Writing Workshop News

Issue #19: Choice Matters!

"I wish we could change the world by creating powerful writers forever instead of indifferent writers for school." ~ Mem Fox

Is Choice Really That Important?


Learning how to make choices is an important life skill. In the article "Offering Children Choices: Encouraging Autonomy and Learning While Minimizing Conflicts," Grossman discusses the role of the decision-making process in developing personal attributes. Not only do children gain a sense of autonomy and learn problem-solving skills, they also build resilience.


So why do some of us struggle with giving kids choices when it comes to writing? Aren't all of these attributes important when we work with writers?


Perhaps it's our own anxiety that gets in the way. How can I keep track of every writer's progress if everyone is writing about something different? How can I possibly grade all those pieces of writing if everyone has written about something different? How can I be an expert on everything? Guess what? You can't! And truthfully, it's not about you. Calkins reminds us in A Guide to the Common Core Writing Workshop, "Writers write to put meaning onto the page. Children will especially invest themselves in their writing if they write about subjects that are important to them."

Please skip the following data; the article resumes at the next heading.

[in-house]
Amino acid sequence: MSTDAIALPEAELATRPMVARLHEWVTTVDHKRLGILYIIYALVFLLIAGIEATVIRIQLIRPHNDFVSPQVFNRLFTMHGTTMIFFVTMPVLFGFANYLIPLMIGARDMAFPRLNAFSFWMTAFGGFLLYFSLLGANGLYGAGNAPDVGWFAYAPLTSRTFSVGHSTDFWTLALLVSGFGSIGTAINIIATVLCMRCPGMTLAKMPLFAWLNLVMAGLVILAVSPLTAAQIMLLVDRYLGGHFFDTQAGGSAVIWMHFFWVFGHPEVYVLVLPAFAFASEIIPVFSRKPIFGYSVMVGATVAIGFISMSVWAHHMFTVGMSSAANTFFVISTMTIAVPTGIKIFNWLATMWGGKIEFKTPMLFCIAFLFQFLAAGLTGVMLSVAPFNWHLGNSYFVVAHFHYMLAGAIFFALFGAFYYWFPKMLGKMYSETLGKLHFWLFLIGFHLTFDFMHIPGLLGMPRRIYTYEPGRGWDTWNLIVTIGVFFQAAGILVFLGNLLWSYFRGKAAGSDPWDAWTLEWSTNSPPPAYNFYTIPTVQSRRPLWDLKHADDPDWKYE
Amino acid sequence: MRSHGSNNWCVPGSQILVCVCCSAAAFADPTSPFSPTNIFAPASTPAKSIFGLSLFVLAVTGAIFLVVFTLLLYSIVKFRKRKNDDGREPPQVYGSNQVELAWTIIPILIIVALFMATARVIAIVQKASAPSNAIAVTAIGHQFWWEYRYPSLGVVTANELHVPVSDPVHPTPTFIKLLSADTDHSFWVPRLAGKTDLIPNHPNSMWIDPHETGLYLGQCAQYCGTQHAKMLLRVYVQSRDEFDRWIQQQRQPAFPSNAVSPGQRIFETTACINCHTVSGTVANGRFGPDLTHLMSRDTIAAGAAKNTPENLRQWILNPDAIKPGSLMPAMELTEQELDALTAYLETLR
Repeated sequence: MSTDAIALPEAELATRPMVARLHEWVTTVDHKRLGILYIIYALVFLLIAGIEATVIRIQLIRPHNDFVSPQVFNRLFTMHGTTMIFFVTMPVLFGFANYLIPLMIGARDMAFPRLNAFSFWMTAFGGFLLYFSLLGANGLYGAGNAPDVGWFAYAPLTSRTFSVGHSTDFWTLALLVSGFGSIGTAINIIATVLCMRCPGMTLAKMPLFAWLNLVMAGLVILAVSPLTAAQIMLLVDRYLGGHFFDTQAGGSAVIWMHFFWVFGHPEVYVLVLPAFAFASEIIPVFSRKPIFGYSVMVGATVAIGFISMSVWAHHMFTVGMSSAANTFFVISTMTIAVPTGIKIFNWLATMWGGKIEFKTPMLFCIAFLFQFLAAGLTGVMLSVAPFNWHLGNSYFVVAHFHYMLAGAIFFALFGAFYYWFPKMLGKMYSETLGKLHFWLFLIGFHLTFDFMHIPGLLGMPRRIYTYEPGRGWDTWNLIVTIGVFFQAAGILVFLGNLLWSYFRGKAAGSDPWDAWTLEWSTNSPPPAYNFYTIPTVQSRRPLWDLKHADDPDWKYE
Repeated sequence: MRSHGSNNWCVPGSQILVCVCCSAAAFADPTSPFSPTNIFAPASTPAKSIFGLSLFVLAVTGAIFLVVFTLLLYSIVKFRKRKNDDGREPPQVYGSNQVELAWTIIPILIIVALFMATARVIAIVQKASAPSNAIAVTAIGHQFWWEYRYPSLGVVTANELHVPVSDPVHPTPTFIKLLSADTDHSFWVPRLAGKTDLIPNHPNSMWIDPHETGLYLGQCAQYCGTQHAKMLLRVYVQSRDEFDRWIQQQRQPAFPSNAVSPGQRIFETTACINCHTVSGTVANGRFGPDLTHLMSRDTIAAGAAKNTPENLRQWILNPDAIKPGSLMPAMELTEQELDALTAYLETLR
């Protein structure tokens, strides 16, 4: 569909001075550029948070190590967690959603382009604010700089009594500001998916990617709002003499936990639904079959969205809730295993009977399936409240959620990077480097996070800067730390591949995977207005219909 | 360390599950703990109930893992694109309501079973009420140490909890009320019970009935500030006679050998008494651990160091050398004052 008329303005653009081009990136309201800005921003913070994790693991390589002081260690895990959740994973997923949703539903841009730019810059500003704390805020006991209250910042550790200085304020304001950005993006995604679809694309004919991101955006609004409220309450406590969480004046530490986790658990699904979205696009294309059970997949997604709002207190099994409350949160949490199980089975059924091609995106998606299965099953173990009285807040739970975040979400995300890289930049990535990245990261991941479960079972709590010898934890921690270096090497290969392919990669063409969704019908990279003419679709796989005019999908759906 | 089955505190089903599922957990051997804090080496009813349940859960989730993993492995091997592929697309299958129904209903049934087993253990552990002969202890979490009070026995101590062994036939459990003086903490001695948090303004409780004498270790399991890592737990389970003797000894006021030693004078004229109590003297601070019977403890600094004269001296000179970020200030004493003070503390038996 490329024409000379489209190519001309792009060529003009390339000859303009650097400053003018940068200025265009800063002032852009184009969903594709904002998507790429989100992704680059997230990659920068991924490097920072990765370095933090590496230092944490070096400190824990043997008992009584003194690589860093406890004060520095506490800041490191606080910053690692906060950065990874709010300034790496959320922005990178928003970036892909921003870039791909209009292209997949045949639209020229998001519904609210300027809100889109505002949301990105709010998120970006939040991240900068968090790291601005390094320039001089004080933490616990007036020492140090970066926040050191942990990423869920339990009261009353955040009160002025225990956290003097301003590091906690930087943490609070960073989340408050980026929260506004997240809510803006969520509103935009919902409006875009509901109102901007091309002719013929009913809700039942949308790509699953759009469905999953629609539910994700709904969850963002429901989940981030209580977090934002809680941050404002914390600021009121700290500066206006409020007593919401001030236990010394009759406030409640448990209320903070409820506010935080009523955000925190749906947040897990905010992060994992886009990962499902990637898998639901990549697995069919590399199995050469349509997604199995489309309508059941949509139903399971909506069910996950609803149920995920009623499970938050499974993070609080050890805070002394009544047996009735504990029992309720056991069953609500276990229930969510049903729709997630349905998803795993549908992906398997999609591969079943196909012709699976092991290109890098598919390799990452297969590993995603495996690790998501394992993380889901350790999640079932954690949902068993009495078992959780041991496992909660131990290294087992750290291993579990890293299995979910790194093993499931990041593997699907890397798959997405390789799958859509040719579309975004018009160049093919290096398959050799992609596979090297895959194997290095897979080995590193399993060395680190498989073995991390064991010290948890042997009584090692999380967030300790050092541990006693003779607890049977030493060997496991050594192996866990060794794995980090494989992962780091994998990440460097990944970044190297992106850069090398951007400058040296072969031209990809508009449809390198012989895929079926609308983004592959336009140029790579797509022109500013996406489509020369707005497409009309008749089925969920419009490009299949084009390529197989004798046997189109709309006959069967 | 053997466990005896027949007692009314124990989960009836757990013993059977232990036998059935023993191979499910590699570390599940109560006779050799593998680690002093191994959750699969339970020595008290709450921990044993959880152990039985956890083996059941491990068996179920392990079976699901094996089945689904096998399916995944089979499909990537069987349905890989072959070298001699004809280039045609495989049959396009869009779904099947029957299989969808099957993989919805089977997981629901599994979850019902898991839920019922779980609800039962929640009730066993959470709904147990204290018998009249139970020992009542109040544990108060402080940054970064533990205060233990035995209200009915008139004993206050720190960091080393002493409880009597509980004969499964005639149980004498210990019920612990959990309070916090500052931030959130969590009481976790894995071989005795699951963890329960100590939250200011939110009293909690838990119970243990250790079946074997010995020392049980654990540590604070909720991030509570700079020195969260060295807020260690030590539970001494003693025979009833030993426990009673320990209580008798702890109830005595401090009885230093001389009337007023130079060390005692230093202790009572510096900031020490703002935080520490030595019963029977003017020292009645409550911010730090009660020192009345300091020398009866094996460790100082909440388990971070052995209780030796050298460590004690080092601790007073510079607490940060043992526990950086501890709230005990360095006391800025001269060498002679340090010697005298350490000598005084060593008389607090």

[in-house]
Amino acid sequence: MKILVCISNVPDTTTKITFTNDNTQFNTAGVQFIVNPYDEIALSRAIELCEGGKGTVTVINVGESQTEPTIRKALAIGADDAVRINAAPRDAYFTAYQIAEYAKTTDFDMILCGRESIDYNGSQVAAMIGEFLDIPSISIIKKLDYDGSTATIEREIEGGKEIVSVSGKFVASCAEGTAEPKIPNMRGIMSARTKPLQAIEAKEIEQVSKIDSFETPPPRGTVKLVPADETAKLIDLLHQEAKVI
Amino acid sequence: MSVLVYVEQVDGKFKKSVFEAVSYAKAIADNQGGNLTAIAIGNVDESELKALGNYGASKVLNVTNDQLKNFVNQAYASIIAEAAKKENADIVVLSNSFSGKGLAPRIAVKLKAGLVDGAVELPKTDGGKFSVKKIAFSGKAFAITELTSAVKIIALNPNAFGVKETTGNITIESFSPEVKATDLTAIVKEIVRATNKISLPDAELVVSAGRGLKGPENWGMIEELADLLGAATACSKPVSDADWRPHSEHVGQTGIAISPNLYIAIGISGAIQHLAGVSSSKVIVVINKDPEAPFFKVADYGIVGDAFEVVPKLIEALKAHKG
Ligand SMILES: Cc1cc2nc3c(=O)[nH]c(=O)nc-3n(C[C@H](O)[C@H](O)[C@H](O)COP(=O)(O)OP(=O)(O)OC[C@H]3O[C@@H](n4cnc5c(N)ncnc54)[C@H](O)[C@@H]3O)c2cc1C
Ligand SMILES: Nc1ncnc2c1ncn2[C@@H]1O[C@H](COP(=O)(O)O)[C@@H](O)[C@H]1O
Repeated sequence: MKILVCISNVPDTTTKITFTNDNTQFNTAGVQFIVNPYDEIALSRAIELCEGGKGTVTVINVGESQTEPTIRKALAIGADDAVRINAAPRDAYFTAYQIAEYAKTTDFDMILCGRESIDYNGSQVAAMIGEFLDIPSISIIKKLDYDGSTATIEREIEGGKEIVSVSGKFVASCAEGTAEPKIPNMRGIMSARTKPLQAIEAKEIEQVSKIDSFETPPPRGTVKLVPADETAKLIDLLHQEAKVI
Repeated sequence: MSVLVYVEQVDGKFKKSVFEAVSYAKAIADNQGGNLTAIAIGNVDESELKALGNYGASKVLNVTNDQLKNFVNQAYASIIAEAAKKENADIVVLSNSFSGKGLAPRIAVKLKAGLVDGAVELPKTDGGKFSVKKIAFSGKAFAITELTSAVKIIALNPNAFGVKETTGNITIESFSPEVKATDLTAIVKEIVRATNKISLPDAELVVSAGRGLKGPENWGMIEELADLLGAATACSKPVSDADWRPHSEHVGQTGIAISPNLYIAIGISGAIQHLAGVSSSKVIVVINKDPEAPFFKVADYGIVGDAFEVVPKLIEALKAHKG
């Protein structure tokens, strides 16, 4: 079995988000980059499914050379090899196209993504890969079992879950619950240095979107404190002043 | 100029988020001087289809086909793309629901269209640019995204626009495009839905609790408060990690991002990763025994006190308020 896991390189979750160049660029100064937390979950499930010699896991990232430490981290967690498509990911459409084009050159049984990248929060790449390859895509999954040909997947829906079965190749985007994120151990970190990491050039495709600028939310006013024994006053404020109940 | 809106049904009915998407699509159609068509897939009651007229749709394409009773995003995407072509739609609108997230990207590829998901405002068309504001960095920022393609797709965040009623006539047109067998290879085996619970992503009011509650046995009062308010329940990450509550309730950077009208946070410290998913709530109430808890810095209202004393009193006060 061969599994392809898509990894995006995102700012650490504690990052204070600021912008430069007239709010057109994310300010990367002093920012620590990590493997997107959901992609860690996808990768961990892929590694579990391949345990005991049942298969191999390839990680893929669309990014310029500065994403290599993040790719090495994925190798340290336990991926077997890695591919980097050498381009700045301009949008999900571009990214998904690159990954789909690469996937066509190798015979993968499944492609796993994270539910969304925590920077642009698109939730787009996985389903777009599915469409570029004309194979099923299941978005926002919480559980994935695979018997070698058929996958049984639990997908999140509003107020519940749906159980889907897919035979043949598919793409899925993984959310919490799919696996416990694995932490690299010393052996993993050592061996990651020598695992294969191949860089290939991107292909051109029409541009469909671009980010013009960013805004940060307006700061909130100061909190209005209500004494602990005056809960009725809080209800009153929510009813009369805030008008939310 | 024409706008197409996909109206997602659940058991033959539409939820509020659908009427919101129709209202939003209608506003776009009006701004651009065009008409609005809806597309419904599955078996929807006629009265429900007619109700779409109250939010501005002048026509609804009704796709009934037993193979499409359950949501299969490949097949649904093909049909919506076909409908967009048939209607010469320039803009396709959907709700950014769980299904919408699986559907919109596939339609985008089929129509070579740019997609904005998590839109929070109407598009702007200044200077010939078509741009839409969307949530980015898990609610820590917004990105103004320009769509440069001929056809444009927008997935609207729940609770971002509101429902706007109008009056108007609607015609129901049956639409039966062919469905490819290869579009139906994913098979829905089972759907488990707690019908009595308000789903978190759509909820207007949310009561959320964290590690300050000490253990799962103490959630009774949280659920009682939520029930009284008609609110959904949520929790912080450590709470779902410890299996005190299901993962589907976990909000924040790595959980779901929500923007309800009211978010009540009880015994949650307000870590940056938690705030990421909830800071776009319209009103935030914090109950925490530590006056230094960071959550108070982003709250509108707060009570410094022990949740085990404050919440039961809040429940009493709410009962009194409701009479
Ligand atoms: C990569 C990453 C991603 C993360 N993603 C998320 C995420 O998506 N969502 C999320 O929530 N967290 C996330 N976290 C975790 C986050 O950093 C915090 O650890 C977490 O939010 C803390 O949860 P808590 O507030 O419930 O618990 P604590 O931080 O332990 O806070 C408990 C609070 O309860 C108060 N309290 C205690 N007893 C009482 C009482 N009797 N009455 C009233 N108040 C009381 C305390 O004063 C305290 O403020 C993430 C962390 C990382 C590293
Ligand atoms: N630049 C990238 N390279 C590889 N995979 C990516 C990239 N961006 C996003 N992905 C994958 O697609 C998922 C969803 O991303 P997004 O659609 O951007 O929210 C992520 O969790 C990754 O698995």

Basically, choices matters! Fletcher and Portalupi point out in Writing Workshop: The Essential Guide, "Let's get right down to it: while the teachers may determine what gets taught, only the student can decide what will be learned. This is true for learners of any age. We learn best when we have a reason that propels us to want to learn. When students have an authentic purpose for their writing--whether to document an important event in their lives, get classmates to laugh, or communicate a message that matters--they pay attention differently to instruction. Our students know best which topics and purposes for writing matter most to each of them. Letting them choose their own topics and set their own purposes makes it a lot more likely they'll be engaged and receptive."


So what next? Baby steps. Like Kate and Maggie, authors of The Grateful Teacher, we must decide: "This is the choice I have -- to take the difficulties in my life as a burden that I feel sorry for myself over, or to take them as gateways to greater wisdom, fulfillment, and serenity." What choice will you make?


In Boy Writers: Reclaiming Their Voices, Ralph Fletcher suggests a few simple ideas you could try right away in your classroom.


  • Schedule "Open Cycles" or "Free Choice Zones" periodically during which students have the opportunity to write about whatever they want.
  • Give students choice in how they write. Study the writer's craft in various mentor texts, then encourage students to try that style in their own writing. For example, they might include conversational language, humor, illustrations, slang, or a child's way of speaking, even if it's not grammatically correct.
  • Dig deeper. Find out what interests your students. What do they like to read about? What do they like to do in their spare time? Encourage them to write about those topics that matter most to them!